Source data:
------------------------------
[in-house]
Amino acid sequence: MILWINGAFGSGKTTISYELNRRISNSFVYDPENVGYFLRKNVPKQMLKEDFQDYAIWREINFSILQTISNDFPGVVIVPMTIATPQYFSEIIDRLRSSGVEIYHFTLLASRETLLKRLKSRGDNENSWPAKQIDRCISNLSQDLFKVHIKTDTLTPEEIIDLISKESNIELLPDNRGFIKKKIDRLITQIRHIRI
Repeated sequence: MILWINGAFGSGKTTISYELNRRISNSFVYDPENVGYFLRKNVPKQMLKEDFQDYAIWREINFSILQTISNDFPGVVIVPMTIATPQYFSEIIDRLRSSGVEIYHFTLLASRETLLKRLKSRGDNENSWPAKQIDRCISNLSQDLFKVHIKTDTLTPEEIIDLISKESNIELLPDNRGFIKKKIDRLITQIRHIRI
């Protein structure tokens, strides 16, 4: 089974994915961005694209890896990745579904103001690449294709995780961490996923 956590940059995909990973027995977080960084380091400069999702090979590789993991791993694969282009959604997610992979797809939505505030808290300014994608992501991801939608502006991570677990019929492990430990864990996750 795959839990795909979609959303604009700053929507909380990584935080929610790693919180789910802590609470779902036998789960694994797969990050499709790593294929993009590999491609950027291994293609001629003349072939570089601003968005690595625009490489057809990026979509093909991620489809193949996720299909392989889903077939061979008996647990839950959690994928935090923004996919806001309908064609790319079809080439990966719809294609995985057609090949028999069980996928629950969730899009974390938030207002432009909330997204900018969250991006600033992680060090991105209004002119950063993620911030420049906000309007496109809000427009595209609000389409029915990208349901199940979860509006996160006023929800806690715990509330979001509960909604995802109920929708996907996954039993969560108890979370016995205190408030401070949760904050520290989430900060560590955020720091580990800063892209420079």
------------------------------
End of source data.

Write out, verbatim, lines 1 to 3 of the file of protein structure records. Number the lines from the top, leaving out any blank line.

[in-house]
Amino acid sequence: MILWINGAFGSGKTTISYELNRRISNSFVYDPENVGYFLRKNVPKQMLKEDFQDYAIWREINFSILQTISNDFPGVVIVPMTIATPQYFSEIIDRLRSSGVEIYHFTLLASRETLLKRLKSRGDNENSWPAKQIDRCISNLSQDLFKVHIKTDTLTPEEIIDLISKESNIELLPDNRGFIKKKIDRLITQIRHIRI
Repeated sequence: MILWINGAFGSGKTTISYELNRRISNSFVYDPENVGYFLRKNVPKQMLKEDFQDYAIWREINFSILQTISNDFPGVVIVPMTIATPQYFSEIIDRLRSSGVEIYHFTLLASRETLLKRLKSRGDNENSWPAKQIDRCISNLSQDLFKVHIKTDTLTPEEIIDLISKESNIELLPDNRGFIKKKIDRLITQIRHIRI